Federal Court Ruling – Companies Must Accommodate Parents Who Need Childcare
Special feature: Q&A with Employment Lawyer, Stuart Rudner
Canadian employers may have been caught off-guard this week by a Federal Court ruling that says companies must accommodate parents who need childcare.
Justice Leonard Mandamin recently found Canada Border Services Agency discriminated against its former employee, Fiona Johnstone, when it failed to honour her request to change her irregular, rotating full-time shifts to more stable ones so she could arrange childcare. Ms Johnstone forfeited her full-time position and took on regular part-time hours, a move which, in essence, affected her chances of future promotions, greater work benefits and pensions, etc.
This landmark decision could profoundly alter the way human rights laws are applied in Canada. To understand what this means for employers, we spoke to a leading employment law specialist, Stuart Rudner, partner at Rudner MacDonald LLP. Here’s our Q&A with him:
Q: What are the real implications of this ruling for the employment landscape in Canada?
A: This federal court ruling confirms how the implications of family status on human rights legislation in the workplace continue to expand. There are a few important takeaways for employers here:
- It is becoming increasingly important for employers to maintain open dialogue with their employees. That communication allows both parties to assess what options are available for accommodation requests.
- Where there is a legitimate need, employers are expected to accommodate “reasonable” employee requests relating to childcare obligations.
- The difficulty is, determining undue hardship calls for a subjective assessment. Employers must assess accommodation options, and employees are not necessarily entitled to their preferred form of accommodation. Assessing undue hardship will include consideration of the cost to the employer, and large organizations will generally be expected to accommodate to a greater extent than employers of lesser means.
- The other risk that both employers and employees should be aware of is – this kind of ruling could lead to hiring managers thinking twice before employing women of childbearing age.
Q: The Canadian Border Agency has said to the media, that they now have a policy to address this kind of issue. How would you advise other employers approach policy-making to address parental needs?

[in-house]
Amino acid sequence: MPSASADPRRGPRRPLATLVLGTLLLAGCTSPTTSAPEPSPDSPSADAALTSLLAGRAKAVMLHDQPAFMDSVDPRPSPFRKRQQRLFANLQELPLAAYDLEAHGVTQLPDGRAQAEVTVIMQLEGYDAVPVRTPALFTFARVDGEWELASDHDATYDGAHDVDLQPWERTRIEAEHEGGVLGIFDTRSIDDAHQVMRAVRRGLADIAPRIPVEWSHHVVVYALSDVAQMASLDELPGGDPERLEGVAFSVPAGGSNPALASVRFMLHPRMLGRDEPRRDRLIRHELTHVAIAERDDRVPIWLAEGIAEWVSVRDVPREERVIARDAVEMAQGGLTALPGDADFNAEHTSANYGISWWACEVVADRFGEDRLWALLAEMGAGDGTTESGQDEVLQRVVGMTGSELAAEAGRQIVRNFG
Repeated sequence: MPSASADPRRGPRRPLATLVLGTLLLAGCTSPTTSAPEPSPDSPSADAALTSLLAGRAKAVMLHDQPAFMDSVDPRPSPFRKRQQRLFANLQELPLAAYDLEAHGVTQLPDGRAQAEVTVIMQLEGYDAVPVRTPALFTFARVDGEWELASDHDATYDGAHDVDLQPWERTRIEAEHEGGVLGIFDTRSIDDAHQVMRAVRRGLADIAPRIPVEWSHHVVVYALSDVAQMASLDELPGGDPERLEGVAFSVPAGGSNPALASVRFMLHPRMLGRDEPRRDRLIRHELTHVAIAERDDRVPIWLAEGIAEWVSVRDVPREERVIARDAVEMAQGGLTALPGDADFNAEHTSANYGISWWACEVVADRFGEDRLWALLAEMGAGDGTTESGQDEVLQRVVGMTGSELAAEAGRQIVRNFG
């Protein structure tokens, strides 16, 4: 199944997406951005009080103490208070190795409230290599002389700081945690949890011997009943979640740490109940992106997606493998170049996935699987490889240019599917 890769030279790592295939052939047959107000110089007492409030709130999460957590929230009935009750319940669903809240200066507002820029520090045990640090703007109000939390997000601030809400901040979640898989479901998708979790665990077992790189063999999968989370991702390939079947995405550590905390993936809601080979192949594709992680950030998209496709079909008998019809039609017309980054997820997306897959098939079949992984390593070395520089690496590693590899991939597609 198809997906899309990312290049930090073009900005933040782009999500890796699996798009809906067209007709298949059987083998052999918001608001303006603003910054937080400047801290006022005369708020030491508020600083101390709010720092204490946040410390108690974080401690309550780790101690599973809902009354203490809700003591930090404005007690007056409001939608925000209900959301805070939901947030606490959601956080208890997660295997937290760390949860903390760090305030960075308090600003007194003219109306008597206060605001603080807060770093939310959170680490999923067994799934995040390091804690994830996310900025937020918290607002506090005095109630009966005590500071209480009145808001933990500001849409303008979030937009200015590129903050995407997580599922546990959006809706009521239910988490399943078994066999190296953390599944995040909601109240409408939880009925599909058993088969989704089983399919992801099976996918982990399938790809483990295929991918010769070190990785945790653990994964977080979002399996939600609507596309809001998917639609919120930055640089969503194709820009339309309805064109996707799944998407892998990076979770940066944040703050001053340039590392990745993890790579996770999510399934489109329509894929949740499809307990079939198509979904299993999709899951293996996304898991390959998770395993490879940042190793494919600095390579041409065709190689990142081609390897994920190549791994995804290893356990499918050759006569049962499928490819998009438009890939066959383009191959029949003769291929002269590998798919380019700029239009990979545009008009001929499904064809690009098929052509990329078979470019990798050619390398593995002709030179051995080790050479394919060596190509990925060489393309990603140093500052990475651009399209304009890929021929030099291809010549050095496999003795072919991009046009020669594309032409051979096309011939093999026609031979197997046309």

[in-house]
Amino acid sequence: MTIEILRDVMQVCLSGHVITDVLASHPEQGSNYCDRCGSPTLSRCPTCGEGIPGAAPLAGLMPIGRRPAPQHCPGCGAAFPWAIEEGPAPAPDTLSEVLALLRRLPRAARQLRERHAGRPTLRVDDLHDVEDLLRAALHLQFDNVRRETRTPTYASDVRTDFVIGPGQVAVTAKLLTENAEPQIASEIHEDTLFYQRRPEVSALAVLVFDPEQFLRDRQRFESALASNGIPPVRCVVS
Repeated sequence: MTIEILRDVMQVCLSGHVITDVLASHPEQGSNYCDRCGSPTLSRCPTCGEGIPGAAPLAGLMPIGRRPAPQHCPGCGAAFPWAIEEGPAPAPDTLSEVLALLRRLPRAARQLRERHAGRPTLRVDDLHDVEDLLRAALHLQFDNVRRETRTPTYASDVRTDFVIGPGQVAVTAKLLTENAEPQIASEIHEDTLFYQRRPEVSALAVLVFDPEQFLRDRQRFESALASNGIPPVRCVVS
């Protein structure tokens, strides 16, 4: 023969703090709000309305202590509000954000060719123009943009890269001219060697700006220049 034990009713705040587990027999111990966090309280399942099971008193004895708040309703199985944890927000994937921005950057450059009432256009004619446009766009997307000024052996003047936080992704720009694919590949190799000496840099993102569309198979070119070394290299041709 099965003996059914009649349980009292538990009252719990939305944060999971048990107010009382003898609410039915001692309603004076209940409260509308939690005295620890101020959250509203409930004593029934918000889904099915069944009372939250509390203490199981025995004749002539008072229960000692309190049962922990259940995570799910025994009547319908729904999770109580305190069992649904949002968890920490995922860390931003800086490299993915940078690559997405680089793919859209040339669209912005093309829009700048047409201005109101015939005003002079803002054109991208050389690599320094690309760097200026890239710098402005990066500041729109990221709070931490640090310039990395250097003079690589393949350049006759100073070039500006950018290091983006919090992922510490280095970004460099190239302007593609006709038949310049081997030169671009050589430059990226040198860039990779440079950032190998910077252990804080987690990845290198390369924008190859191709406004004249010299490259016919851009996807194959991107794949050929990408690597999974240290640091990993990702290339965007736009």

A: Because every company and situation is different, they need to be assessed individually, so it’s not possible to have an all-encompassing, ready-made policy that works for everyone. In the case of the Canada Border Agency, it appears the organization did not believe that childcare obligations has to be accommodated. The Tribunal and Court concluded otherwise. Though it may sound self-serving, I really do believe it’s important for employers to speak to a lawyer when any issue arises with potential legal implications. Otherwise, they may be surprised when they subsequently face a lawsuit and significant liability. While legal fees can be expensive, preventing a problem will always be cheaper than fixing it.
Q: How can companies make sure all employees feel like they are getting fair treatment (e.g. ensuring those without children don’t end up feeling like they are shouldering more of the workload versus employees who are parents)?
A: In reality, this is a very difficult issue to address. Employers should approach each accommodation request on a case-by-case basis.
I would say again, that it is important for employers to maintain regular communication with their workers. Employees want to feel that their concerns are heard and respected by their employer. Otherwise, they will be disengaged and are likely to go elsewhere.
If an accommodation is made for an employee, and it ends up impacting their colleagues, it’s important to establish a proactive workplace culture where open communications can address those concerns.
Q: You were recently quoted in the Globe and Mail as saying: “Employers who once believed family matters have no business in the workplace will have to start rethinking their position.” Does this ruling suggest that employers now need to operate on a “family comes first” basis?
A: Ten years ago, I don’t think anyone would have foreseen that childcare needs would be protected by human rights legislation. But that’s what we saw this week. There is clearly a trend developing in terms of human rights legislation with respect to parents taking care of their children. As our population continues to change in Canada, from childcare to elder care, family-related issues will continue to gain more prominence in the coming years.